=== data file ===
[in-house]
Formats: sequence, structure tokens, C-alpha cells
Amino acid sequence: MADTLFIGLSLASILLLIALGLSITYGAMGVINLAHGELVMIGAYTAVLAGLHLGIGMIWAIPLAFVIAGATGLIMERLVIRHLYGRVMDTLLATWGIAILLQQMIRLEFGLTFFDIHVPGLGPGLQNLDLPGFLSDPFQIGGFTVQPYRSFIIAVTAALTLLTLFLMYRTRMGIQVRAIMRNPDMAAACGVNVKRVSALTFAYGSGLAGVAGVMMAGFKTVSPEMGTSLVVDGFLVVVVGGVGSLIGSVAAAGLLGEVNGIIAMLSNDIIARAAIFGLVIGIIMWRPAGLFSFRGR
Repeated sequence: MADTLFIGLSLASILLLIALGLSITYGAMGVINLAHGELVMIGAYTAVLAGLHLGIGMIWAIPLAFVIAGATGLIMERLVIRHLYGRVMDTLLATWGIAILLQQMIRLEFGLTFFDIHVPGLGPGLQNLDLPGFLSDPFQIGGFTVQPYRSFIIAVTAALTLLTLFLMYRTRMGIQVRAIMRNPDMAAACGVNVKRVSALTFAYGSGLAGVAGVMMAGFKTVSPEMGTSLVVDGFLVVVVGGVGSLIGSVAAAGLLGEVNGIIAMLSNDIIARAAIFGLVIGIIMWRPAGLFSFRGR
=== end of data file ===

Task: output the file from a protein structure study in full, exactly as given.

[in-house]
Formats: sequence, structure tokens, C-alpha cells
Amino acid sequence: MADTLFIGLSLASILLLIALGLSITYGAMGVINLAHGELVMIGAYTAVLAGLHLGIGMIWAIPLAFVIAGATGLIMERLVIRHLYGRVMDTLLATWGIAILLQQMIRLEFGLTFFDIHVPGLGPGLQNLDLPGFLSDPFQIGGFTVQPYRSFIIAVTAALTLLTLFLMYRTRMGIQVRAIMRNPDMAAACGVNVKRVSALTFAYGSGLAGVAGVMMAGFKTVSPEMGTSLVVDGFLVVVVGGVGSLIGSVAAAGLLGEVNGIIAMLSNDIIARAAIFGLVIGIIMWRPAGLFSFRGR
Repeated sequence: MADTLFIGLSLASILLLIALGLSITYGAMGVINLAHGELVMIGAYTAVLAGLHLGIGMIWAIPLAFVIAGATGLIMERLVIRHLYGRVMDTLLATWGIAILLQQMIRLEFGLTFFDIHVPGLGPGLQNLDLPGFLSDPFQIGGFTVQPYRSFIIAVTAALTLLTLFLMYRTRMGIQVRAIMRNPDMAAACGVNVKRVSALTFAYGSGLAGVAGVMMAGFKTVSPEMGTSLVVDGFLVVVVGGVGSLIGSVAAAGLLGEVNGIIAMLSNDIIARAAIFGLVIGIIMWRPAGLFSFRGR